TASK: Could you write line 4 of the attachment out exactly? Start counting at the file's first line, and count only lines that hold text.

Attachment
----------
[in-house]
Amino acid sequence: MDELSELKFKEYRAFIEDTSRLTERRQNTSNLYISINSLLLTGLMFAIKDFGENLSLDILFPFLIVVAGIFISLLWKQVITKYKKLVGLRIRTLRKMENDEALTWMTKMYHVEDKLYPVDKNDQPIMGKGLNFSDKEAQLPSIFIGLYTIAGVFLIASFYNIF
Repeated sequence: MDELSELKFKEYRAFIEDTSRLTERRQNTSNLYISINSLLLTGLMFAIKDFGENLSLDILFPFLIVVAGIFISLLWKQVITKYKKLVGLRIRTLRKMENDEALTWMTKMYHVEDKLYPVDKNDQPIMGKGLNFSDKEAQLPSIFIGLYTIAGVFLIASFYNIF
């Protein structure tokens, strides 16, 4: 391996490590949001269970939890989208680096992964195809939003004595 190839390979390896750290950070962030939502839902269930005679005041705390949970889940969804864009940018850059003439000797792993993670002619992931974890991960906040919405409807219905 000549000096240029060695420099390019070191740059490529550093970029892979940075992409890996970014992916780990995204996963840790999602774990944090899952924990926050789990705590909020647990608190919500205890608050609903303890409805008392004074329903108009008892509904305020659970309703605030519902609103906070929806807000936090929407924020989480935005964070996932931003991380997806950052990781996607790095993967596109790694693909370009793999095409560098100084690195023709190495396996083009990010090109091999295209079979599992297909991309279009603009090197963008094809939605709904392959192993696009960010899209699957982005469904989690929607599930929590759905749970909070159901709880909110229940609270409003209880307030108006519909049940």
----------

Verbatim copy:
């Protein structure tokens, strides 16, 4: 391996490590949001269970939890989208680096992964195809939003004595 190839390979390896750290950070962030939502839902269930005679005041705390949970889940969804864009940018850059003439000797792993993670002619992931974890991960906040919405409807219905 000549000096240029060695420099390019070191740059490529550093970029892979940075992409890996970014992916780990995204996963840790999602774990944090899952924990926050789990705590909020647990608190919500205890608050609903303890409805008392004074329903108009008892509904305020659970309703605030519902609103906070929806807000936090929407924020989480935005964070996932931003991380997806950052990781996607790095993967596109790694693909370009793999095409560098100084690195023709190495396996083009990010090109091999295209079979599992297909991309279009603009090197963008094809939605709904392959192993696009960010899209699957982005469904989690929607599930929590759905749970909070159901709880909110229940609270409003209880307030108006519909049940």